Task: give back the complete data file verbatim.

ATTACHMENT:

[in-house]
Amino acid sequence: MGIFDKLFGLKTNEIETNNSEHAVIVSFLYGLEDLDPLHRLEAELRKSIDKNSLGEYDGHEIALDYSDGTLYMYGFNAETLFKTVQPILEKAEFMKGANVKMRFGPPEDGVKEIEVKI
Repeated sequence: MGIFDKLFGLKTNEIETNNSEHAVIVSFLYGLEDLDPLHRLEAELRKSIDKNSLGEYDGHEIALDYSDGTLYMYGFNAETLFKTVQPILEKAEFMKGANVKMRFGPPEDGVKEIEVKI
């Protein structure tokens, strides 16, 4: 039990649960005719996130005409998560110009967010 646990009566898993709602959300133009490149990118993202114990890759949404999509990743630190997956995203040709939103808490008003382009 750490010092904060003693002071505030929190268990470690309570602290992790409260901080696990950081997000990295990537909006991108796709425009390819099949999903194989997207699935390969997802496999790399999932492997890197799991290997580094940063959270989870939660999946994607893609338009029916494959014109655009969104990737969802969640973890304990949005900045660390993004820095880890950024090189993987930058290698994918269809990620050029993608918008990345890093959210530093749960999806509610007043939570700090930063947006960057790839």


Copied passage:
[in-house]
Amino acid sequence: MGIFDKLFGLKTNEIETNNSEHAVIVSFLYGLEDLDPLHRLEAELRKSIDKNSLGEYDGHEIALDYSDGTLYMYGFNAETLFKTVQPILEKAEFMKGANVKMRFGPPEDGVKEIEVKI
Repeated sequence: MGIFDKLFGLKTNEIETNNSEHAVIVSFLYGLEDLDPLHRLEAELRKSIDKNSLGEYDGHEIALDYSDGTLYMYGFNAETLFKTVQPILEKAEFMKGANVKMRFGPPEDGVKEIEVKI
């Protein structure tokens, strides 16, 4: 039990649960005719996130005409998560110009967010 646990009566898993709602959300133009490149990118993202114990890759949404999509990743630190997956995203040709939103808490008003382009 750490010092904060003693002071505030929190268990470690309570602290992790409260901080696990950081997000990295990537909006991108796709425009390819099949999903194989997207699935390969997802496999790399999932492997890197799991290997580094940063959270989870939660999946994607893609338009029916494959014109655009969104990737969802969640973890304990949005900045660390993004820095880890950024090189993987930058290698994918269809990620050029993608918008990345890093959210530093749960999806509610007043939570700090930063947006960057790839």